April 23 is, as I said Monday (Plague Lear), Shakespeare’s birthday/deathday/choose-your-own-anniversary-day. Each year I write something Bill-affiliated. This is the reserve idea mentioned then even though it’s been in my mind for several years ever since reading an article about … well, see below.
A second part 2. Austin’s rabbits, exploring the introduction of rabbits to Australia is also intended, but owing to: a) part 1’s length; b) my inability to reduce a); & c: my weariness, I’m only going to upload part 1. Part 2, although currently incomplete, I still see very much as a companion to this poem. When a first draft of it is finalised, it might help me work out what to trim here.
the law of unintended consequences: Schieffelin’s starlings & Austin’s rabbits
1. Schieffelin’s starlings
i. 1596, London
Shakespeare penning Henry IV, Part 1 :
Hotspur plots to drive Harry nuts
by teaching a starling to repeat
his brother-in-law Mortimer’s name
till he is released from Welsh prison.
the only reference to the bird
in all the Bard’s eclectic opus
— a throwaway line from a country
twitcher turned urban playwright.
ii. 1890, New York
March 6, 1890, Central Park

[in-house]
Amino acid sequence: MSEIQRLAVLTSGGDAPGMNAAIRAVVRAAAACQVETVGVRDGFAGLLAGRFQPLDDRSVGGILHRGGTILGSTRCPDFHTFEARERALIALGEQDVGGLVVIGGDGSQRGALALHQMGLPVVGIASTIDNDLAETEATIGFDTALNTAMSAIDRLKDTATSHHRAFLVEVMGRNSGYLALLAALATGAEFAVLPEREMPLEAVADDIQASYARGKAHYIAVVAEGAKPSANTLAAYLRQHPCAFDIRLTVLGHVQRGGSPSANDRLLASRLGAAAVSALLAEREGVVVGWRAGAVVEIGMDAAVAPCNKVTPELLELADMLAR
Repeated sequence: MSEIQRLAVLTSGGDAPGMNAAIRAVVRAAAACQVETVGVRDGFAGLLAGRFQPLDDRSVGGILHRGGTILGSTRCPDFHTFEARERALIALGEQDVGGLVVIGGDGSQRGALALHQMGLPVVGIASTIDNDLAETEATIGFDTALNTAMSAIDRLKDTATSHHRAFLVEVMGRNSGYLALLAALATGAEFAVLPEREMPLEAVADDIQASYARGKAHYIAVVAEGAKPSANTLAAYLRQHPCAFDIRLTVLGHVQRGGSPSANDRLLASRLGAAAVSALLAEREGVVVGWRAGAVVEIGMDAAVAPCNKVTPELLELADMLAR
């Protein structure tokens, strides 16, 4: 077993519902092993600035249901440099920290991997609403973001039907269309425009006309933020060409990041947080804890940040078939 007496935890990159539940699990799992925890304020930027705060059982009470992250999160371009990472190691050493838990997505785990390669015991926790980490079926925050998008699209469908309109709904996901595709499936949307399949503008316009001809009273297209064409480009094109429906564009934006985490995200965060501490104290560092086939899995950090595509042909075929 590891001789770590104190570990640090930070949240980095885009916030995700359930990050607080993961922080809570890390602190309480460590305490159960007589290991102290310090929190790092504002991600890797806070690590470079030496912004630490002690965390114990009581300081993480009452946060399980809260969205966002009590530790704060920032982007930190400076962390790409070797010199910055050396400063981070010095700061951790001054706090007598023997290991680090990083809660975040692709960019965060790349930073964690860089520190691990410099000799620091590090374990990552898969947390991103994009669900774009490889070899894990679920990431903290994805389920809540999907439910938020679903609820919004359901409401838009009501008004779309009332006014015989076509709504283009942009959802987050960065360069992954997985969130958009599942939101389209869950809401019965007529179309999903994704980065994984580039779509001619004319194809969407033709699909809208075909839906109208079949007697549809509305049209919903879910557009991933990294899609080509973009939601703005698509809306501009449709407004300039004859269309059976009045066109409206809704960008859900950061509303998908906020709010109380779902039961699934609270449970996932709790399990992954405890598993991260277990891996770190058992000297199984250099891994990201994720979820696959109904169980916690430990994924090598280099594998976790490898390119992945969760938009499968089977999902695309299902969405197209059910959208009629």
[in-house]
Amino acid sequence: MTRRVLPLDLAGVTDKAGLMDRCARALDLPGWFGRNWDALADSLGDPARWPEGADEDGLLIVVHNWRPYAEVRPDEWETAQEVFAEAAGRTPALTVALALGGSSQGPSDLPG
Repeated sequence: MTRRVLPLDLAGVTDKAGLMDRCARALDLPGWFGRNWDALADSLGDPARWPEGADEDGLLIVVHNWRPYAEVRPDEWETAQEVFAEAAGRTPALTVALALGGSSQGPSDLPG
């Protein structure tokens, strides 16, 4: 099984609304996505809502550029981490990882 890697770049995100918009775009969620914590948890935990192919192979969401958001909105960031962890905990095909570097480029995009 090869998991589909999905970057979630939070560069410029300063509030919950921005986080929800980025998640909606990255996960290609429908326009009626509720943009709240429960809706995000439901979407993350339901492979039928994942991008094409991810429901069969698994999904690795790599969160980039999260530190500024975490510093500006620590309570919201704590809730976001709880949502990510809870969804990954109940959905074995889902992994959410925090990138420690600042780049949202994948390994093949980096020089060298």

German immigrant, Bronx resident,
wealthy American businessman,
gentleman, (eccentric) drug manufacturer
American Acclimatization Society member,
& Shakespearian aficionado or fanatic
depending on who you ask
— Eugene Schieffelin —
decided it would be a lark
to introduce (imported from
the Old World at great expense)
every bird spoken in Shakespeare
to North America.
& so 100 birds fly off
into the virgin new world blue
numbering over 200 million
from Alaska to Mexico
these lean mean feathered bullets
do nothing in moderation.
the Rocky Balboas of bird boxing
fierce fighters for nest cavities
regularly muscle out native birds
& blamed for their population declines.
willing & able to eat anything
breed with disconcerting vigour.
— have brought down planes
cost US agriculture a billion a year
steal cows’ grain condensing milk production.
to introduce skylarks
bullfinches, chaffinches, & nightingales
were thankfully, unsuccessful.
however, starlings, sparrows, & pigeons
remain the only unprotected avine
in North America (all introduced)
their numbers in total more
than all other birds combined.
no doubt had he future-known
Bill would have taken up
said references from his pages
Note: some scholars reject the theory that Schieffelin belonged to a group dedicated to introducing into America all the birds mentioned in Shakespeare’s works wanting to hear them warbling their old world songs on the limbs & branches of America … but I have used it irregardless because, poetry. Everything else is as factual as my research can make it.